Martial Arts experts and masters have been sounding the alarm concerning this since the 80's - but no one in charge of the public health has ever listened.

At the very least - the evidence now shows that breaking up your sitting with legitimate walking breaks - at least every 2 hours - helps significantly.

And of course significant exercise at least 4 out of 7 days is just as important as quitting smoking.

If your a sitter - and you smoke or drink commercial soda - then you've already made your decision to trade healthy years of your life for temporary satisfaction - good luck with that!

PacRim Jim said at July 23, 2010 8:56 AM:

BTW, the dichotomy is false: It's not "get out of your seat or die"; it's "get out of your seat or possibly die sooner."

Chris T said at July 23, 2010 9:09 AM:

Be careful with the paleo diet thing; humans have had agriculture for thousands of years and evolution has not stopped during that time. ie - Lactase persistence is a recent phenomenon

Fat Man said at July 23, 2010 9:38 AM:

Want to lose up to 57 lbs in one year? Can't find enough time to get to the gym? Spend lots of time in front of a computer?
If you answered Yes, Yes and Yes, then welcome to the solution...the Treadmill Desk. Dr. James Levine of the Mayo Clinic came up with the idea of a "Treadmill Desk". The idea is to slowly walk on a treadmill while working at a desk built around the treadmill...a Treadmill Desk.


Buy one:




Or build your own:


Sione said at July 23, 2010 1:04 PM:

What about reverse chairs and saddle seats? Are they any better for you?


Sione said at July 23, 2010 1:05 PM:

What about saddle seats and reverse chairs? Are they any better?


philw1776 said at July 23, 2010 1:59 PM:

Admit it, my wife made you post this! Right?

David said at July 23, 2010 3:01 PM:

This totally makes sense, because as we've become more and more sedentary, life expectancy has dramatically dropped.... oh, wait...

Anne Oynmous said at July 23, 2010 3:03 PM:

Another thing Paleolithic man didn't do was fear monger every little thing in life.

Stop reading scandalous headlines or DIE.


Buzzard said at July 23, 2010 3:13 PM:

So sleep 7 hours, awake 17 hours, sit less than 3 hours? What on earth can you possibly do with
the remaining 14 hours that doesn't involve sitting?

J said at July 23, 2010 3:22 PM:

Obviously, we should be lying down more.

WCK said at July 23, 2010 3:33 PM:

I use a TrekDesk - www.trekdesk.com - and love it. I typically do about 3-6 miles per day at 8 degrees of incline (better for my back and hips) at rates from 1.4 mph if I'm on the phone and 2.2 mph if I'm not. I work from home, so wearing shorts and sweat are not an issue, but most people in an office setting can walk at 1 mph and not sweat.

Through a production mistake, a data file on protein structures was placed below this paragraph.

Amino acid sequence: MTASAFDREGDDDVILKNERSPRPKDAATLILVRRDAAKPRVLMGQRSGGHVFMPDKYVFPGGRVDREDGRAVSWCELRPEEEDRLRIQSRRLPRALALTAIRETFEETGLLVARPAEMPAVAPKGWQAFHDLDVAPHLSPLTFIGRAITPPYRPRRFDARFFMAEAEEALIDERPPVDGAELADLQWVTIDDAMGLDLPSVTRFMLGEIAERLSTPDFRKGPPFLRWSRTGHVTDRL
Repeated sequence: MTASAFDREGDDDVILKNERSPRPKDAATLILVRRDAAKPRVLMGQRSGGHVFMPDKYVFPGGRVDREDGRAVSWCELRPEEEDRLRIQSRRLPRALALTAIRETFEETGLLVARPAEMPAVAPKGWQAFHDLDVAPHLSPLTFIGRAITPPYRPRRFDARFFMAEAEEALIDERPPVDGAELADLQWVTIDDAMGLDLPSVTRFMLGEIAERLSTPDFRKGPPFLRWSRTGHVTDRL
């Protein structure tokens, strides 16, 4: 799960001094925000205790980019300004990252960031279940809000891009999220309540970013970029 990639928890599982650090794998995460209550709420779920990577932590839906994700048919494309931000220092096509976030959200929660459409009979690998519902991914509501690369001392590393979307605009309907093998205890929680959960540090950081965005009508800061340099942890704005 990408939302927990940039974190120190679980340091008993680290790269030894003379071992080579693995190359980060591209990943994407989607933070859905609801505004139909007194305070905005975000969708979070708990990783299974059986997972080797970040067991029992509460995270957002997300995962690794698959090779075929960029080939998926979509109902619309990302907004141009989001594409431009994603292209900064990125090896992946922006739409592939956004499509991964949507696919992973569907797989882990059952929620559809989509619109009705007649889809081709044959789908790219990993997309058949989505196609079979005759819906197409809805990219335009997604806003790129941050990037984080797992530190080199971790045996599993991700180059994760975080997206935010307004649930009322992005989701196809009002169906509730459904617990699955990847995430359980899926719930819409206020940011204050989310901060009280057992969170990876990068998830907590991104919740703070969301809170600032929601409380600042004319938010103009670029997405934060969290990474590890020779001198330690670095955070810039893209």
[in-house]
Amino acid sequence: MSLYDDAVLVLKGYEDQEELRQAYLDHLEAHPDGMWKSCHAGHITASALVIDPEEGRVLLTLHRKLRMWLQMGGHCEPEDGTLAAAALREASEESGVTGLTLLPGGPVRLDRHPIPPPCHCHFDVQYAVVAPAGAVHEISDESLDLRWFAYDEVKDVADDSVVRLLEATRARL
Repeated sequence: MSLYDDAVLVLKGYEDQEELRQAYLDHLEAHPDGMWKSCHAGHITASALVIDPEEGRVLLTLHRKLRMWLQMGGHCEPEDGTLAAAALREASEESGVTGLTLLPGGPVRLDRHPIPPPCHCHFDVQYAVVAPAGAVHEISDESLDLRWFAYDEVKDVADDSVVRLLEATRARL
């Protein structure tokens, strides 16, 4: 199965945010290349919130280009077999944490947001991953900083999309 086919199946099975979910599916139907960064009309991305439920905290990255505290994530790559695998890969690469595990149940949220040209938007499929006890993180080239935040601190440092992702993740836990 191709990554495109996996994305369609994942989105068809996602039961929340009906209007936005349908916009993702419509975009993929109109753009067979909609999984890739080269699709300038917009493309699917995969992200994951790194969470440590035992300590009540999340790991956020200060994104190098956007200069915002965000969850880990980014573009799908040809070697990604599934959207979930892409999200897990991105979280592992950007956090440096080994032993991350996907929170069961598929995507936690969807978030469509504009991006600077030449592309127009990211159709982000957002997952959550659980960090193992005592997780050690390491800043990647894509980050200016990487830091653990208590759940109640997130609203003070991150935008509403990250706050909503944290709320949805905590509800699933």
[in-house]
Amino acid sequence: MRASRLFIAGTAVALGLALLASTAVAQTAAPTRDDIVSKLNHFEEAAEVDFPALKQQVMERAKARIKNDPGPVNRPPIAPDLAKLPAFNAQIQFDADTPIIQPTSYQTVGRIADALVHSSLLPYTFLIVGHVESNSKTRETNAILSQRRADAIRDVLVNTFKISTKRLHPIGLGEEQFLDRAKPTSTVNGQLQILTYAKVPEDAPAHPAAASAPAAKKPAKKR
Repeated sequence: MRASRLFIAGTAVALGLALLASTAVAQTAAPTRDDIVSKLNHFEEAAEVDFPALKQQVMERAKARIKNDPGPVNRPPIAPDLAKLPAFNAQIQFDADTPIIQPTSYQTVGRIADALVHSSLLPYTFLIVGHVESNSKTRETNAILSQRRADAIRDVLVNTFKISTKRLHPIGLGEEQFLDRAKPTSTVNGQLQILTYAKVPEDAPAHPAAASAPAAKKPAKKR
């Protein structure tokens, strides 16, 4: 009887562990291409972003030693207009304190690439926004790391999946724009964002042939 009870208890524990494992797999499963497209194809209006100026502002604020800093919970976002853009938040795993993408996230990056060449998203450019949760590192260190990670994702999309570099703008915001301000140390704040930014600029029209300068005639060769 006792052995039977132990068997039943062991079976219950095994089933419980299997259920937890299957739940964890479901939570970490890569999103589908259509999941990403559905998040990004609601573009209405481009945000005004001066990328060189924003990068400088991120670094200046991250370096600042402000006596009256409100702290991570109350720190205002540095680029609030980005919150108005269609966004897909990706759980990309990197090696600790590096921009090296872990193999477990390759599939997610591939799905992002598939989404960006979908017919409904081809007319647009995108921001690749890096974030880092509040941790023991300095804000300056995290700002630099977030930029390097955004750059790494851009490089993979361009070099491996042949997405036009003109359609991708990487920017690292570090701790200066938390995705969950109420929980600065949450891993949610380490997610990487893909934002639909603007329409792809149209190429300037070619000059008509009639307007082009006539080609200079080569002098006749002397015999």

According to this online calculator (http://42.195km.net/e/treadsim/) that's around 1500 ~ 1800 calories burned. You also feel much more alert when walking and working than sitting. And if you walk after eating, you are less likely to have a mid-afternoon crash.

Justin said at July 23, 2010 4:05 PM:

I'm interested as to whether the link between sitting and health problems is due to the position or the relative lack of muscle activity. If I sat on a wobbly object like an exercise ball instead of a regular desk chair, will the same mortality be likely, or does that intervene positively?

Nate Whilk said at July 23, 2010 5:07 PM:

"Office chairs should be relabeled death chairs."

Oh, puh-leeze. Cut the ridiculously hyperbolic language.

Big D said at July 23, 2010 5:11 PM:

What about a zero-G chair? Are those considered more or less healthy than the fancier task chairs?

George said at July 23, 2010 5:27 PM:

"What on earth can you possibly do with
the remaining 14 hours that doesn't involve sitting?"

Hunting and gathering. Manual labor--muck some stalls, tote some bales, harvest grain with a scythe. Bricklaying, ditch digging with a shovel. Think 18th century--that's our future.

Nick Reynolds said at July 23, 2010 6:59 PM:

I think George is on to something. With the way the economy's looking maybe I should go into blacksmithing.

Randall Parker said at July 23, 2010 8:31 PM:

Basil Ransom,

If you click thru on the NY Times link in my post you'll see a picture of Rumsfeld at his stand-up desk during his time as Secretary of Defense.

Chris T,

Paleo Diet: I also used to be skeptical because of the amount of time northern Europeans have been eating grains and drinking milk. I figured I ought to be well adapted. Sure, lactase spread very rapidly. But the evidence for the benefits of the paleo diet seems pretty strong. Look at the societies that had no heart disease until industrialized refined, higher carb food became cheap and plentiful.

I suspect it has been a case where the advantages of milk-based civilization (lots more calories per acre) outweighed the health costs later in life. In a world of the Malthusian Trap the short term boost in calorie supply outweighed the eventual harm later in life.